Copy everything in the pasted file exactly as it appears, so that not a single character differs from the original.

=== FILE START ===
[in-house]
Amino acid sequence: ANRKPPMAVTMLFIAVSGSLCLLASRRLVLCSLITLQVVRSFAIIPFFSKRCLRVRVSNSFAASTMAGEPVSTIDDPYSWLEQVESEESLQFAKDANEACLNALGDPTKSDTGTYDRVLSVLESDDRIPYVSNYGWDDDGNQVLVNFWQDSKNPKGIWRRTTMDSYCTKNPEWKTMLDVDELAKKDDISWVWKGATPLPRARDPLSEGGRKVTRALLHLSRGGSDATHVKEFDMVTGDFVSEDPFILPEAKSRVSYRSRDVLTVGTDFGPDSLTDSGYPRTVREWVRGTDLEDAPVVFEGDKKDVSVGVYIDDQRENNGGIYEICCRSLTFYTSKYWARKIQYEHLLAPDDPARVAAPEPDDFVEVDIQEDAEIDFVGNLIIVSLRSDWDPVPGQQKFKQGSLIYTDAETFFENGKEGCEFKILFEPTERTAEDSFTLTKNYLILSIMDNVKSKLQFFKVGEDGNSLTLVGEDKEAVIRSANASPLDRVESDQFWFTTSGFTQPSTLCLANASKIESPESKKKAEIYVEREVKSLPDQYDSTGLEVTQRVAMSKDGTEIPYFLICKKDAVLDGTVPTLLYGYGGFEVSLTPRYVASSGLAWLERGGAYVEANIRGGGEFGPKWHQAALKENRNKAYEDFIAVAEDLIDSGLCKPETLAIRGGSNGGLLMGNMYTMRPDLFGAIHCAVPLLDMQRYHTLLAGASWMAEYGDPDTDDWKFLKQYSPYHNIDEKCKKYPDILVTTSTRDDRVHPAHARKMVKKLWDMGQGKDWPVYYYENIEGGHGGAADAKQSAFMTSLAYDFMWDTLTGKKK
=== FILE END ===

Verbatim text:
[in-house]
Amino acid sequence: ANRKPPMAVTMLFIAVSGSLCLLASRRLVLCSLITLQVVRSFAIIPFFSKRCLRVRVSNSFAASTMAGEPVSTIDDPYSWLEQVESEESLQFAKDANEACLNALGDPTKSDTGTYDRVLSVLESDDRIPYVSNYGWDDDGNQVLVNFWQDSKNPKGIWRRTTMDSYCTKNPEWKTMLDVDELAKKDDISWVWKGATPLPRARDPLSEGGRKVTRALLHLSRGGSDATHVKEFDMVTGDFVSEDPFILPEAKSRVSYRSRDVLTVGTDFGPDSLTDSGYPRTVREWVRGTDLEDAPVVFEGDKKDVSVGVYIDDQRENNGGIYEICCRSLTFYTSKYWARKIQYEHLLAPDDPARVAAPEPDDFVEVDIQEDAEIDFVGNLIIVSLRSDWDPVPGQQKFKQGSLIYTDAETFFENGKEGCEFKILFEPTERTAEDSFTLTKNYLILSIMDNVKSKLQFFKVGEDGNSLTLVGEDKEAVIRSANASPLDRVESDQFWFTTSGFTQPSTLCLANASKIESPESKKKAEIYVEREVKSLPDQYDSTGLEVTQRVAMSKDGTEIPYFLICKKDAVLDGTVPTLLYGYGGFEVSLTPRYVASSGLAWLERGGAYVEANIRGGGEFGPKWHQAALKENRNKAYEDFIAVAEDLIDSGLCKPETLAIRGGSNGGLLMGNMYTMRPDLFGAIHCAVPLLDMQRYHTLLAGASWMAEYGDPDTDDWKFLKQYSPYHNIDEKCKKYPDILVTTSTRDDRVHPAHARKMVKKLWDMGQGKDWPVYYYENIEGGHGGAADAKQSAFMTSLAYDFMWDTLTGKKK